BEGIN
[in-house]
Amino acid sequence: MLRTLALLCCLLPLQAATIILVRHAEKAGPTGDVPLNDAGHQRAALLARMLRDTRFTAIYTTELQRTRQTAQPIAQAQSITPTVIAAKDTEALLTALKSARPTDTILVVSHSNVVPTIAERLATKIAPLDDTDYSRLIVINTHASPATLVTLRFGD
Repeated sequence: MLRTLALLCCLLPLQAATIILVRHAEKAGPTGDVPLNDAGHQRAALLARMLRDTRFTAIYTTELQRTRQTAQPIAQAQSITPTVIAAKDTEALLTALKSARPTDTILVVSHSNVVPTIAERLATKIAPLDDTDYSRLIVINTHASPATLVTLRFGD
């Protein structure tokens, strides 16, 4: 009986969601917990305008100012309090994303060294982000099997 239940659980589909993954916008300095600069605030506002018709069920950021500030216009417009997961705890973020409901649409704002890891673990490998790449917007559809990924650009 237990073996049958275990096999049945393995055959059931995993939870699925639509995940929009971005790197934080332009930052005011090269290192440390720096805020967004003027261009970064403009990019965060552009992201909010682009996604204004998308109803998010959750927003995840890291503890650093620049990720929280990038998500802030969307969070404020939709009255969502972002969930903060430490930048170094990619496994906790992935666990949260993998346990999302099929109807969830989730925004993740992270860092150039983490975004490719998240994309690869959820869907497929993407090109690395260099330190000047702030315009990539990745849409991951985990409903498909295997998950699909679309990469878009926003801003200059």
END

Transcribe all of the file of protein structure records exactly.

[in-house]
Amino acid sequence: MLRTLALLCCLLPLQAATIILVRHAEKAGPTGDVPLNDAGHQRAALLARMLRDTRFTAIYTTELQRTRQTAQPIAQAQSITPTVIAAKDTEALLTALKSARPTDTILVVSHSNVVPTIAERLATKIAPLDDTDYSRLIVINTHASPATLVTLRFGD
Repeated sequence: MLRTLALLCCLLPLQAATIILVRHAEKAGPTGDVPLNDAGHQRAALLARMLRDTRFTAIYTTELQRTRQTAQPIAQAQSITPTVIAAKDTEALLTALKSARPTDTILVVSHSNVVPTIAERLATKIAPLDDTDYSRLIVINTHASPATLVTLRFGD
């Protein structure tokens, strides 16, 4: 009986969601917990305008100012309090994303060294982000099997 239940659980589909993954916008300095600069605030506002018709069920950021500030216009417009997961705890973020409901649409704002890891673990490998790449917007559809990924650009 237990073996049958275990096999049945393995055959059931995993939870699925639509995940929009971005790197934080332009930052005011090269290192440390720096805020967004003027261009970064403009990019965060552009992201909010682009996604204004998308109803998010959750927003995840890291503890650093620049990720929280990038998500802030969307969070404020939709009255969502972002969930903060430490930048170094990619496994906790992935666990949260993998346990999302099929109807969830989730925004993740992270860092150039983490975004490719998240994309690869959820869907497929993407090109690395260099330190000047702030315009990539990745849409991951985990409903498909295997998950699909679309990469878009926003801003200059």